Vita — poems — two letters — article revisions
Monthly Archives: July 2018
The author’s allusive style means translation has to be interpretation. While we have tried to stay as close to the words of the original as possible, we have sometimes changed them in order to keep the sense.
An important part of the meaning in the poems is the rhythm, and we have tried to keep that — rhythm of sound and image — again, sometimes changing wording to do that.
These poems are meant to be collages of rhythmic images, not logical arguments or linear stories; interpreting to translate (see my first sentence) has not meant translating to iron out or to privilege a particular reading.
The poems are very intertextual. Part of what we’ve done in the translation is work to make the references a little more obvious to the reader. We think annotation would overpower / kill the poems but, for instance, “otro embuste” is from Sahagún. In another poem, we used Stevens’ “keener sounds” which isn’t in the original, but makes the text work the way the original does.
This was a poem I wrote in 1981, that I liked then and still do, but that needs context to be comprehensible. At what point do poems expire, speaking only to their own age? At what point does a text that interests its writer become interesting to another? I never thought of this level of poem as something to publish, but others are less modest than I.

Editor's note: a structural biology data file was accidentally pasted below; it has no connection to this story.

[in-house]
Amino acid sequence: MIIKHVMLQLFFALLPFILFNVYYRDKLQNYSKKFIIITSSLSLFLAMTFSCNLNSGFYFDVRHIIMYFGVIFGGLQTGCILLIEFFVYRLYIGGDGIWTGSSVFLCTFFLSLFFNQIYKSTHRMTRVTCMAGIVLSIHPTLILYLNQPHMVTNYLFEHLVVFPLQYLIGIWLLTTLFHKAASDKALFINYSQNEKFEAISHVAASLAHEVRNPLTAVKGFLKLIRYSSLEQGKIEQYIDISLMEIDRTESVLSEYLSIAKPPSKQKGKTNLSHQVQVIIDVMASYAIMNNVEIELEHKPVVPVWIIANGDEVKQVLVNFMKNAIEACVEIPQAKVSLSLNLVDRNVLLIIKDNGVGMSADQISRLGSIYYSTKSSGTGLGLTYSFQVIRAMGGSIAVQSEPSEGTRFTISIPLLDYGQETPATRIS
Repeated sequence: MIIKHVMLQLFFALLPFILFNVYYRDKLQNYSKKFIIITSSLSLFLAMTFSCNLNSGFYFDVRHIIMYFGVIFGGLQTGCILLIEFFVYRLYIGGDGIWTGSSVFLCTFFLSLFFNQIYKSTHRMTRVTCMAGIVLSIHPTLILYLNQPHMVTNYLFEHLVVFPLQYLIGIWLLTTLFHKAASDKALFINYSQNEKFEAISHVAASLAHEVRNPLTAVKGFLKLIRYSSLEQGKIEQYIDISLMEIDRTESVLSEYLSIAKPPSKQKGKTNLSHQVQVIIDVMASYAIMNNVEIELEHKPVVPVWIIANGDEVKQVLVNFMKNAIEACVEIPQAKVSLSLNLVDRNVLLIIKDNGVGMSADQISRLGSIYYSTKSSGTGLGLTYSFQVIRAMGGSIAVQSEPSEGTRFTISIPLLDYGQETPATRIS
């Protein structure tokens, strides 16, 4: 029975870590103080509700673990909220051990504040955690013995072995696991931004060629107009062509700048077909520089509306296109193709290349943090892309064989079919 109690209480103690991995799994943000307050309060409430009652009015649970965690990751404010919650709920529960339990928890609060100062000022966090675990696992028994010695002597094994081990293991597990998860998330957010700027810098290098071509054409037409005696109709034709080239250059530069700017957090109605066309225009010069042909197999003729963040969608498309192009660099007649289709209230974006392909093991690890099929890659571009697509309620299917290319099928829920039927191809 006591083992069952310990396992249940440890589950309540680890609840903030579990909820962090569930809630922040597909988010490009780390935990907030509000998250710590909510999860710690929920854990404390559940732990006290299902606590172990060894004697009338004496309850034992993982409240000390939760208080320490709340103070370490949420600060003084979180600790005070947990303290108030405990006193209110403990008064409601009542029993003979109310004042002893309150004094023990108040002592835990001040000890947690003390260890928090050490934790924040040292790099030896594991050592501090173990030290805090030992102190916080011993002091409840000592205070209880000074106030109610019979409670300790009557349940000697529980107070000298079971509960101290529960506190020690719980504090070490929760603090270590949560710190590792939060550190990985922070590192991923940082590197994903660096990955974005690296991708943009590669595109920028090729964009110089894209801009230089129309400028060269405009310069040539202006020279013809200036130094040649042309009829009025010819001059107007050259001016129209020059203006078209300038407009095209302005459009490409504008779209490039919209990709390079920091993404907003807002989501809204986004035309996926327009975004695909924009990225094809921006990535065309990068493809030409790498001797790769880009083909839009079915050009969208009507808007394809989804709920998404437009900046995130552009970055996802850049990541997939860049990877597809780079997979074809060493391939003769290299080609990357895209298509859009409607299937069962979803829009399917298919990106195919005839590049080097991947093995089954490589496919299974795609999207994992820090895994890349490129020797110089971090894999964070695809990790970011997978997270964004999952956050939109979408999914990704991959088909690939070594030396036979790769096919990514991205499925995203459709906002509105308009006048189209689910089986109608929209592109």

SIMBOLO DE PERUANIDAD
The Chancay face has a curved eye and stands
among cumbias and guayaberas
(imported and contraband)
in the crowds by the jukebox sounding
CON TU AMOR
dreaming in bars the gods are silent
but they rise
As La Tapada stood with one veiled eye
among the flowers of a National Palace dream
(il faudrait du vert à cette place, dit-il)
Miss Peru wore Maybelline
no somos de aquí they said
the President lives abroad
and the eyeless face walks
backward down the road PERDÓNAME
Carnaval: a day to show your desire
–-Spanish costumes French style
I WANNA BE YOUR NUMBER ONE
me dijo, y me llevó hasta Estados Unidos, qué lindo–-
We’re proud Incas
only foreign investment will save Peru
no somos de aquí
The Chancay face with shaded eyes diffused
among a wig and satin cross
in the offices with the jukebox sounding
TODO SE DERRUMBÓ
from lawn chairs we call them comfortably
name the gods our real selves